New Battery-Electric Vehicles Entering the U.S. Market

At this week’s International Electric Vehicle Symposium in Anaheim, California, several exciting all-battery electric vehicles were on display. These vehicles have already been successfully introduced into the European market and are now available to American consumers. If you are looking for ways to reduce your corporate carbon output, it is worthwhile to invest in electric vehicles because they are currently our cleanest form of transportation.

For Heavy-Load Local Deliveries: Consider Smith’s Edison (3.5 ton, 1338 kg payload, 150-mile range) or Smith’s Newton (7.5 ton, 3400 kg payload, 130-mile range). These trucks are currently in use by DHL and Starbucks in Europe.
For Small-Load Local Deliveries: Take a look at the ZENN (Zero-Emission No-Noise Vehicle). It has a 35-mile range and gets the electric-battery equivalent of 245 mpg. I drove a ZENN around the block last Saturday and it performs well for in-town errands.
For quick, local document deliveries: Vectrix Scooters are a great alternative. They have a range of 65 miles and provide 5 hours of simulated urban driving. They are sleek, stylish, and recharge in 2 hours.
For long-range, high-mileage use: Purchase a Toyota Prius and convert it to a Plug-In Electric Vehicle. OEMtek, based in Northern California, can convert your Prius in half a day for between $12,500-$15,000. Average fuel economy is 125 mpg in combined urban and freeway driving. OEMtek can also offer fleet and volume discounts.
The variety of electric-drive vehicles available today is a testament to their improved technology and reliability. Your company can stand out as an environmental leader and save money on fuel costs by owning some of these clean, green machines.

Shannon Arvizu, Ph.D., is a clean tech educator and cutting-edge consultant for the auto industry. You can follow her test drives in the cars of the future at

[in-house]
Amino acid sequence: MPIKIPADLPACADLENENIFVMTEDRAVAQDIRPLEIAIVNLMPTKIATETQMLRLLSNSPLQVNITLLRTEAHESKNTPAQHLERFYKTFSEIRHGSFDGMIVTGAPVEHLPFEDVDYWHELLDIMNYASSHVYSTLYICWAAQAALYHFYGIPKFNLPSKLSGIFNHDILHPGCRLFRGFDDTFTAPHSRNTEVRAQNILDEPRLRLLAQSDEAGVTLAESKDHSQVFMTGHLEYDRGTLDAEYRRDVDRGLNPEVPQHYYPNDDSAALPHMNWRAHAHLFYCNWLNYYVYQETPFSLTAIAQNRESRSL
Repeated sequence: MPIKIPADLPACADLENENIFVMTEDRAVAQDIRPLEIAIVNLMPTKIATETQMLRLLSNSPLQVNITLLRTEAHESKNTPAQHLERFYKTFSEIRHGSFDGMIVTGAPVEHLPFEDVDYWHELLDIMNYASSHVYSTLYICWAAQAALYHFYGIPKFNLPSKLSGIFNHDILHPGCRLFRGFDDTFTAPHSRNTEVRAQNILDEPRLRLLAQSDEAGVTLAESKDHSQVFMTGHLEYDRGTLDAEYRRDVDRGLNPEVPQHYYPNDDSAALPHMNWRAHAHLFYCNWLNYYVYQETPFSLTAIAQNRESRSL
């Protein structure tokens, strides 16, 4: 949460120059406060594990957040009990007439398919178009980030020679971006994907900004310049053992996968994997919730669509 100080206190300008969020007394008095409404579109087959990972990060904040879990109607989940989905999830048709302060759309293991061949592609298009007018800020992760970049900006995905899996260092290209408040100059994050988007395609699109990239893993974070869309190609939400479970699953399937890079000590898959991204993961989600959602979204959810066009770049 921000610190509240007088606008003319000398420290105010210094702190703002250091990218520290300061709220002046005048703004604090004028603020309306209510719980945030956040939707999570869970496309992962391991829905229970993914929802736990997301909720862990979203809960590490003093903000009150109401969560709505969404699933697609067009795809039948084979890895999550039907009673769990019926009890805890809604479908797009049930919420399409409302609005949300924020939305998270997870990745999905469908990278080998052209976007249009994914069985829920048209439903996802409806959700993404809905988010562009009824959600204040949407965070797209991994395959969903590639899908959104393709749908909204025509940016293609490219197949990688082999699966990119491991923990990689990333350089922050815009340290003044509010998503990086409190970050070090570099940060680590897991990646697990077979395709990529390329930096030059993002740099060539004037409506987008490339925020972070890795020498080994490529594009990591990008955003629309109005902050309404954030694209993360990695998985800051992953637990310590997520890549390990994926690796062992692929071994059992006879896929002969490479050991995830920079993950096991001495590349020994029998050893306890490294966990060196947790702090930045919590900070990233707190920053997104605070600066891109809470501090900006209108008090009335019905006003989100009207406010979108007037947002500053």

6 responses

  1. This makes perfect sense for delivery trucks – high torque, no emissions so they can drive right into the facility, and practically no maintenance costs. Range isn’t really an issue as long as it’s for local fleets. Very cool stuff.

  2. I totally agree, Nick. This looks like a company who have brushed aside the excuses routinely offered as to why we can’t have EVs yet, and are just getting on and doing it. They’ve focussed on a market where the usual excuses are irrelevant. What’s more, their trucks are being bought by hardheaded fleet owners for whom running costs are every bit as important as green imagery. The fact that two UK companies ( being the other) have independently developed different battery trucks, and both found a ready market, suggests that the concept is viable and practicable. It also means they are building a customer base from which to expand into the wider market as battery development progresses. Shrewd stuff!

  3. other companies who did not exhibit because of the $3000 booth fee + product shipping, hotel, airfare, car rental….expenses….kept their money for better uses than showing to people who wont buy anyway.
    Remember, shows are a for-profit venture.

  4. That’s right Falcon, many companies weren’t at EVS23
    due to the high cost. Those companies can be found in places like though because it’s free to everyone.

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